Tag Archives: reimbursment

Shifting ‘Healthcare’ to ‘Well Care’

New York City has been a leader in the future of healthcare. Listing calories on menus, banning soda sales in sizes larger than 16 ounces and now requiring a designation on menus for any items with more than 2,300 mg of sodium (or a teaspoon of salt) are, if you haven’t figured it out, great ideas. While they seem a bit big brother-ish, I applaud the intent.

Today’s healthcare is a losing battle. Incentives are completely misaligned. Providers get paid for dispensing care, and we keep introducing better — and more expensive — solutions that cure health conditions that inevitably develop as we age.

Today’s usage of the word “healthcare” is “care for the sick.” The only way we are going to solve our cost crisis is to change healthcare to mean “well care.”

By aligning incentives to encourage well care, the system will be a lot less frictional. So, how would this work? The HMOs of the 1980s and 1990s had it right. Provider reimbursement rates would be based in part on compliance by their patients. And providers would be free to decline to treat patients who, because of lifestyle choices, would affect their compensation.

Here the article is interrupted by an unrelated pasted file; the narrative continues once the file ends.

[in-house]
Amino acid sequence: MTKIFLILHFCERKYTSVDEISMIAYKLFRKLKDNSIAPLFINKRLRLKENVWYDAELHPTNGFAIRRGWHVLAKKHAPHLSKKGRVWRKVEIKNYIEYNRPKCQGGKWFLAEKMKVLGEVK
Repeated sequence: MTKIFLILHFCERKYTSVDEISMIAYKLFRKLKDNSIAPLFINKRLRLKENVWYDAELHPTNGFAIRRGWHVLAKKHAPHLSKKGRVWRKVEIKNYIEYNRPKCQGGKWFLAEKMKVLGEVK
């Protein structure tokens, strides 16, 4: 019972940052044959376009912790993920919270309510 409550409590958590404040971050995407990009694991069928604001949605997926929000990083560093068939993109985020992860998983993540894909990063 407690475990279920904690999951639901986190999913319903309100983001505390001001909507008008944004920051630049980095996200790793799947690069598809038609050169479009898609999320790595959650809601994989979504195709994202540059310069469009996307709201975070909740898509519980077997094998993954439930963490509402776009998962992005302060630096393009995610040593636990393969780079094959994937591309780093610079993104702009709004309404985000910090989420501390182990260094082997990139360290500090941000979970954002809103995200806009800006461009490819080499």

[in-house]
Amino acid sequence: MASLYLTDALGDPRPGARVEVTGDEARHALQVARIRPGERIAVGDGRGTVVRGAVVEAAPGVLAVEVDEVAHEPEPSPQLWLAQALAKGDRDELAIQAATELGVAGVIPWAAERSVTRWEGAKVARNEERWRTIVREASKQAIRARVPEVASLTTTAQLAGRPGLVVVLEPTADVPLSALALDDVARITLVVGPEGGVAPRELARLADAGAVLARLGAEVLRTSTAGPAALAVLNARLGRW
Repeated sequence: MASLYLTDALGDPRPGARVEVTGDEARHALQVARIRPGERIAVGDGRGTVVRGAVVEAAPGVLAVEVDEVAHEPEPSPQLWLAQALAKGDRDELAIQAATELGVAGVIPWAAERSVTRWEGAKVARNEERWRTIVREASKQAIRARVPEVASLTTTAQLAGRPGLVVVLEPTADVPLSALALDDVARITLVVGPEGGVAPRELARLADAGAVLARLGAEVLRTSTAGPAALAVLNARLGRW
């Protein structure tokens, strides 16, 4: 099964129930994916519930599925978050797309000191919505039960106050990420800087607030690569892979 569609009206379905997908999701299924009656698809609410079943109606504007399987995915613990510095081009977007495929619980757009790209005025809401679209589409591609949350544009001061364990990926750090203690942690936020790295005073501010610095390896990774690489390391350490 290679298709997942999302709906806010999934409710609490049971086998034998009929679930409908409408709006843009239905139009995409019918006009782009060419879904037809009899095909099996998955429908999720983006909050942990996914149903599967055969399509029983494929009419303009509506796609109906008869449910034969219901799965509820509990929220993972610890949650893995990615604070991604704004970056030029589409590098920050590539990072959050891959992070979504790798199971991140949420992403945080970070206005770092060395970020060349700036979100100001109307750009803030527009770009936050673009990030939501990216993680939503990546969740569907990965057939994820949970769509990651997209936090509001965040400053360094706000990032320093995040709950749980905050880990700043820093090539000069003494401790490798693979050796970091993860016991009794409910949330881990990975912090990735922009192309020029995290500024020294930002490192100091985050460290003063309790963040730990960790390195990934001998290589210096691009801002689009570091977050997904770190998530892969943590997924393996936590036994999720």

Public awareness and support of this new well care normal can be tied to affordability, and I would envision a new class of coverage developing for those who opt in to a well care lifestyle. Accountability would be directly tied to affordability and also to provider choice. Seemingly insurmountable issues call for creative solutions. We need to change course now.

Obamacare Expands Into Workers’ Comp

The Affordable Care Act (ACA) was created to expand healthcare coverage. Unfortunately, the act has overstepped its bounds and will dip into the workers’ compensation coffers by requiring mandatory reporting for Medicaid beneficiaries.

Medicaid originated in 1965 to cover low-income people with children who had disabilities. State and federal governments fund Medicaid, with the state being the primary administrator. Each state receives direction for the program from the federal government, but eligibility for the program is based on income and assets.

Now the new twist. As of Oct. 1, 2016, state Medicaid programs will be able to recover all of the proceeds from a settlement that were expended on a beneficiary’s behalf. Medicaid will be able to attach a beneficiary’s third-party liability settlement (including workers’ compensation) for the entire amount of the beneficiary’s award – not just the amount allocated to medical expenses. This means funds intended to compensate beneficiaries for pain and suffering, lost wages or any damages other than medical expenses could be subject to the reach of state Medicaid agencies seeking recovery.

This will affect many employers because adoption of ACA has afforded broader coverage under state Medicaid programs, which now include individuals within 133% of the federal poverty level (roughly $32,252.50 for a family of four in 2015) and under the age of 65 years. Medicaid now covers a greater percentage of the workforce.